U.S. Fish and Wildlife Service Proposes New Mitigation Policy

By Karen C. Bennett / Sep 14, 2016

The United States Fish and Wildlife Service ("USFWS") announced the availability of a new draft policy on compensatory mitigation associated with implementation of the Endangered Species Act ("ESA") (81 Fed. Reg. 61032-61065, September 2, 2016). Comments on the proposed policy are due October 16, 2016. Agriculture, building and road construction, forest and paper production, mining, natural resource and renewable energy development are among the industries that should consider filing comments on the proposal.      

The policy promotes use of a landscape-scale approach to mitigation planning and encourages the creation of compensatory mitigation credits for all unavoidable adverse impacts to listed, proposed, and at-risk species and their habitat that would result from proposed actions. The final policy will apply to all USFWS decisions under the ESA, including conservation banks, in-lieu fee programs, habitat credit exchanges, and permittee-responsible mitigation. It is intended to replace previous guidance on the establishment, use, and operation of conservation banks (68 Fed. Reg. 24753, May 8, 2003) and recovery credit guidance (73 Fed. Reg. 44761, July 31, 2008). Id. at 61033. 

Background

The proposal is in response to a 2015 Presidential Memorandum that required all federal agencies to strengthen mitigation policies and support private investment in restoration. The President's primary objective is to create a net benefit goal, or at a minimum, a no net loss goal, for all federally managed land and resources. The memo extends the goal to include species preservation and establishes a preference for obtaining advance compensation through mitigation projects that are completed prior to causing adverse impacts; it requires resource management agencies to finalize mitigation policies consistent with the memo. Shortly after the memo's publication, the Department of the Interior, Bureau of Land Management, issued a new Landscape-Scale Mitigation Policy and the U.S. Forest Service requested public input on a draft national mitigation policy. We anticipate other Natural Resource Damage trustees may produce similar guidance in the future.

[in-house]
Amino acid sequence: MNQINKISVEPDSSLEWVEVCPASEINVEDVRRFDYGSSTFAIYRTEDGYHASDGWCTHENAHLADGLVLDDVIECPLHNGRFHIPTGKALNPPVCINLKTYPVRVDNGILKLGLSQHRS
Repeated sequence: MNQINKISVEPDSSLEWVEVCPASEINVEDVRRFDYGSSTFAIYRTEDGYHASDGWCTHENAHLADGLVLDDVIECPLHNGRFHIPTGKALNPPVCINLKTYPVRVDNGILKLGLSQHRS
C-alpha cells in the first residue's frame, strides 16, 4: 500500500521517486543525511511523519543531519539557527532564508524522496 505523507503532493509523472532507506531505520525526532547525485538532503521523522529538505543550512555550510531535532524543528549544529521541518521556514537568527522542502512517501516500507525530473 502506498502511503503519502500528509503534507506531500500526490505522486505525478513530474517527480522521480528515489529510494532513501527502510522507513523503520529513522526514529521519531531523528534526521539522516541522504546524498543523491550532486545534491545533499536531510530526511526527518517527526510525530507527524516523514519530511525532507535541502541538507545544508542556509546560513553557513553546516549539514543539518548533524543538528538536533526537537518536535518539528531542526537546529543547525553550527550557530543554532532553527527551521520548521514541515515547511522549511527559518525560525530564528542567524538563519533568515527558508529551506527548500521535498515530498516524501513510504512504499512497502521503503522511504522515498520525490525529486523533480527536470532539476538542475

USFWS Proposal

The USFWS's authority to require compensatory mitigation to offset adverse impacts to species and their habitat under the ESA is limited. However, the agency intends to use the mitigation policy as a basis for the Service's involvement in federal agency decisions by recommending, or requiring, the inclusion of compensatory mitigation for all unavoidable adverse impacts to listed, proposed, and at-risk species and their habitat that would result from proposed actions (81 FR 61032, 61035). The policy sets forth five mitigation options and minimum requirements: 1) Permittee-Responsible; 2) Conservation Bank; 3) In-lieu Fee; 4) Habitat Credit Exchange; and, 5) Other Third-Party Compensatory Mitigation. Id. at 61047. All compensatory mitigation must provide site protection assurances, a management plan, and financial assurances and requires USFWS approval at each stage of the process. Id. at 61049. 

Conclusion

As written, the policy is extremely prescriptive and may limit private-sector, voluntary involvement in developing compensatory mitigation plans. Interested parties should consider filing comments focused on clarifying the limits of USFWS's authority and explaining the market-based opportunities that may voluntarily be pursued by interested project proponents given the right flexibility and incentives.

Clark Hill has partnered with Exponent to develop a portfolio of strategic options for assessing and utilizing the ecological assets of properties to offset environmental liabilities, complete early restoration projects, and optimize property value. The Clark Hill-Exponent team offers expertise on the technical, transactional, and legal aspects of the valuation and prioritization process for eco assets. With either a single property or multiple parcels, we develop strategies for long-land management aimed at maximizing market and nonmarket natural capital value. We would be happy to arrange a time to discuss how these new strategies can be incorporated into your next project. 

Contact Karen Bennett of Clark Hill at (202) 572-8676 | kbennett@clarkhill.com or Charlie Menzie of Exponent at (571) 214-3648 | camenzie@exponent.com with any questions.